All the week's hottest stories

What was your favourite story of the week?

The crazy product bonanza that is the IFA expo in Berlin is only two weeks away. The buzz is beginning to build. But until the announcement blitz begins with the press conferences on the 30th August, we're having to make do with a normal news week.

Luckily though, it's been an interesting one. With news ranging from the dead man who received a $218 trillion phone bill, to the revelation that the Nintendo Wii is set to face yet more stock shortages. Here's a round-up of the week's hottest stories...


The week started with news that the Nintendo Wii is on the brink of overhauling sales of the Microsoft Xbox 360 to become the biggest selling next-gen console on the market. The Xbox 360 was launched a year before the Wii, but booming Nintendo sales have seen it catch up fast.

Google offers up to 250GB for Gmail accounts When Google introduced its Gmail webmail service in 2004 its impact on competitors like Hotmail and Yahoo was immediate. The-then-1GB offering forced others to rethink their business plans completely and with wind that Hotmail was going to up its storage to 5GB, Google has forged ahead again.

Onkyo launches super HD DVD player in US Japanese home entertainment company Onkyo announced on Monday the launch of its first HD DVD player, the DV-HD805. It's set to become one of the first HD DVD players to take advantage of high-bit-rate audio streaming using HDMI version 1.3a - one to watch out for in the UK sometime soon perhaps?

Man gets $218 trillion phone bill A Malaysian man who received a $218 trillion phone bill for his late father's phone line - with a demand to pay it within 10 days or face prosecution - is preparing to fight any legal action. Most bizarre story of the week? See more stories like this in this week's Weird Tech round-up.

Are you stressed out by email? New research shows that email stress is rising fast. Office workers are becoming increasingly distracted and feel under pressure as the result of ever-more rapidly filling inboxes.

PSP processor throttled by Wi-Fi connection In June, Sony updated the PSP and unlocked the full processing potential of its 333MHz CPU. But now the Japanese company says that if you've got your PSP's Wi-Fi connection enabled, the clock speed of the console returns to its previous setting of 266MHz.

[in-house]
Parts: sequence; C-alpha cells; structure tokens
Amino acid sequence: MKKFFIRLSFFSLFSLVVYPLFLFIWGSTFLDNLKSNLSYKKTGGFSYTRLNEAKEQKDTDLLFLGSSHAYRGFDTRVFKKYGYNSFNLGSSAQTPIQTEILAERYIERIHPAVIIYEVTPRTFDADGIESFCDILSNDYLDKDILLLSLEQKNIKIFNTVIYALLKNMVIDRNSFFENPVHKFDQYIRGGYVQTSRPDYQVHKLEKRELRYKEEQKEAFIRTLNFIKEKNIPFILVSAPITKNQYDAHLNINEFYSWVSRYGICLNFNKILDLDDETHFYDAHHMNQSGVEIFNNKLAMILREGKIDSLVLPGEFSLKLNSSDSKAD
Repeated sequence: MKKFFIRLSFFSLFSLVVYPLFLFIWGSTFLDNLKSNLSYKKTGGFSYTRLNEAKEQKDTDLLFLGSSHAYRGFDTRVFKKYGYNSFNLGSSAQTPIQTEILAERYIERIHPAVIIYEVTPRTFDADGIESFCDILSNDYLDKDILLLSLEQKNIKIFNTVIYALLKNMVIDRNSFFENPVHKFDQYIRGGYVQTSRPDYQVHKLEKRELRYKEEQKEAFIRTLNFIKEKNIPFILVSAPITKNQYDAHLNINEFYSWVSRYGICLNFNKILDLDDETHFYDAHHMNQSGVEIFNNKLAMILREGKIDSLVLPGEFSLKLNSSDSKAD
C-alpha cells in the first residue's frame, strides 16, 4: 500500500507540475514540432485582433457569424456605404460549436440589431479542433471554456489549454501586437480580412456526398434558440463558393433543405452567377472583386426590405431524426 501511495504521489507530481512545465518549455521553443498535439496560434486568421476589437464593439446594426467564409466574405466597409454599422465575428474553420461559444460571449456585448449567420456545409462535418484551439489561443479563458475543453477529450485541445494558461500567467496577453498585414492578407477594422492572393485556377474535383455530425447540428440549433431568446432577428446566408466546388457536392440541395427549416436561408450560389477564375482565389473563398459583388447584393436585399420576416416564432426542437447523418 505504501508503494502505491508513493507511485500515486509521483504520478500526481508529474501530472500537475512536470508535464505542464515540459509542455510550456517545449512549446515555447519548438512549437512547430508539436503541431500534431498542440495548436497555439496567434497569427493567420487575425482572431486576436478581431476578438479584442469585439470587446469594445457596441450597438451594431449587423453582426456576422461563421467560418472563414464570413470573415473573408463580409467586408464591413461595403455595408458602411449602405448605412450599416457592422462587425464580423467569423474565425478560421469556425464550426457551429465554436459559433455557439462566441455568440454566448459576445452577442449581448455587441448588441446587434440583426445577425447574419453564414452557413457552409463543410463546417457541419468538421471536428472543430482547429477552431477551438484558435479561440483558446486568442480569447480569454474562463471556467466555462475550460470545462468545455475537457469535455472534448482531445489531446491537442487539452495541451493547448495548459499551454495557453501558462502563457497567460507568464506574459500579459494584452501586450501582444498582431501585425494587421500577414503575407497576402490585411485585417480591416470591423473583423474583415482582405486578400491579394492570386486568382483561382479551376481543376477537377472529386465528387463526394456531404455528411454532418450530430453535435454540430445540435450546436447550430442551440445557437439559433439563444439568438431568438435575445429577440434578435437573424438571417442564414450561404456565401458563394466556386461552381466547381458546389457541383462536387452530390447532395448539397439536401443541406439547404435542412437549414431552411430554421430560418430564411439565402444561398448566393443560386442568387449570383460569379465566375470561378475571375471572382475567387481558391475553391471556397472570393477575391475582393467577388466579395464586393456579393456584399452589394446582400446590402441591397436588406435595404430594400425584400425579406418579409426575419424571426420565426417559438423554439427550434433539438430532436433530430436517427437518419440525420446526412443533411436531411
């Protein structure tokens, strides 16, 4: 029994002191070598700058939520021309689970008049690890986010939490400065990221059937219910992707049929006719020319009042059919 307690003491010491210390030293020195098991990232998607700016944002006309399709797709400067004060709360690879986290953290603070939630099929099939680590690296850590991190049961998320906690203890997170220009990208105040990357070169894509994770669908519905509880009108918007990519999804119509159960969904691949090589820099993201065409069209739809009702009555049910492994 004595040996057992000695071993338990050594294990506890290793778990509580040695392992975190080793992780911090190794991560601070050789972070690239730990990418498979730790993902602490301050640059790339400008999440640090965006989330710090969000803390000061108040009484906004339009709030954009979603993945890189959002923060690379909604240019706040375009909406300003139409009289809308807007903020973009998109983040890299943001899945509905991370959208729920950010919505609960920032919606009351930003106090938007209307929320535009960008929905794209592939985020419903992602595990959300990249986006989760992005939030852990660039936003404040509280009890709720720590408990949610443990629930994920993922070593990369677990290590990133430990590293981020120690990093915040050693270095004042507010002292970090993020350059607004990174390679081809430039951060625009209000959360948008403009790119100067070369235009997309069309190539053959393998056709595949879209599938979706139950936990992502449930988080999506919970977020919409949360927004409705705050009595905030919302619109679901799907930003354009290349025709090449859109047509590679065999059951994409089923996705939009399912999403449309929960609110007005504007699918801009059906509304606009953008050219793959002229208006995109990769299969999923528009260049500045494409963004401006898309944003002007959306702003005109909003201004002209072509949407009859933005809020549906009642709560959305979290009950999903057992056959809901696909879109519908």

BBC iPlayer growth annoys ISPs Britain's ISPs have expressed their discomfort at the mass-adoption of on-demand TV through the BBC's iPlayer service. The corporation initially said it would be introducing users gradually to the Beta service. However, user numbers are known to be over the 120,000 mark, and ISPs want money out of the BBC to pay for all the bandwidth.


Nokia battery overheating scare Nokia is confronting problems of overheating phone batteries by offering consumers replacements for up to 46 million batteries that could potentially be affected. Quite generous, don't you think?

Producers: MP3s are murdering my music MP3 players and compressed music formats are killing off good music. That's what a group of music producers said on Tuesday. They think that compressing music completely destroys the way it's supposed to sound. What do you think?

Nintendo reveals grand plan for future of Wii Good news for you if you're thinking of buying a Nintendo Wii. The Japanese gaming company said it's going to keep both hardcore and casual gamers happy by developing fun games to please everyone. Lovely jubbly!

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Wii success making component suppliers rich The dominance of Nintendo's Wii in the console market has been well documented as the company rides high on a wave of unprecedented profitability. Electronics companies who supply the electronic components that are used to build the Wii are also enjoying the spoils of success.

James Rivington

James was part of the TechRadar editorial team for eight years up until 2015 and now works in a senior position for TR's parent company Future. An experienced Content Director with a demonstrated history of working in the media production industry. Skilled in Search Engine Optimization (SEO), E-commerce Optimization, Journalism, Digital Marketing, and Social Media. James can do it all.